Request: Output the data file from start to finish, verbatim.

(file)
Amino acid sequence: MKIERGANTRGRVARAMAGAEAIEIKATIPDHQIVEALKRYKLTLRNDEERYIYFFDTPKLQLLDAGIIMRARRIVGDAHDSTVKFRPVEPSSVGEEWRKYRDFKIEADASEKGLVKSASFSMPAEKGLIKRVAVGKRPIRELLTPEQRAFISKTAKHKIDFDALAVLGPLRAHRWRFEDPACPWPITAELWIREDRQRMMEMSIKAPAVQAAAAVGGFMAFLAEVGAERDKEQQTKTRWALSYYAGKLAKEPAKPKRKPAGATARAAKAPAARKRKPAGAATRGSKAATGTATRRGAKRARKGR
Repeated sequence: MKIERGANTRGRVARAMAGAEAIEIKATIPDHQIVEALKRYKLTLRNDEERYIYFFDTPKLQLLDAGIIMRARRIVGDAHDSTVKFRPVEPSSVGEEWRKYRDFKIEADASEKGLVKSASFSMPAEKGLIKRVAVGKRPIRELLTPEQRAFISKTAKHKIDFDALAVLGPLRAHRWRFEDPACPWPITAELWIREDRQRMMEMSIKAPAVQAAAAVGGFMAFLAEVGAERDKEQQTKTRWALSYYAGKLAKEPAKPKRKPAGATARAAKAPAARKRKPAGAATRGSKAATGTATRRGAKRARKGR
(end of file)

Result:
Amino acid sequence: MKIERGANTRGRVARAMAGAEAIEIKATIPDHQIVEALKRYKLTLRNDEERYIYFFDTPKLQLLDAGIIMRARRIVGDAHDSTVKFRPVEPSSVGEEWRKYRDFKIEADASEKGLVKSASFSMPAEKGLIKRVAVGKRPIRELLTPEQRAFISKTAKHKIDFDALAVLGPLRAHRWRFEDPACPWPITAELWIREDRQRMMEMSIKAPAVQAAAAVGGFMAFLAEVGAERDKEQQTKTRWALSYYAGKLAKEPAKPKRKPAGATARAAKAPAARKRKPAGAATRGSKAATGTATRRGAKRARKGR
Repeated sequence: MKIERGANTRGRVARAMAGAEAIEIKATIPDHQIVEALKRYKLTLRNDEERYIYFFDTPKLQLLDAGIIMRARRIVGDAHDSTVKFRPVEPSSVGEEWRKYRDFKIEADASEKGLVKSASFSMPAEKGLIKRVAVGKRPIRELLTPEQRAFISKTAKHKIDFDALAVLGPLRAHRWRFEDPACPWPITAELWIREDRQRMMEMSIKAPAVQAAAAVGGFMAFLAEVGAERDKEQQTKTRWALSYYAGKLAKEPAKPKRKPAGATARAAKAPAARKRKPAGAATRGSKAATGTATRRGAKRARKGR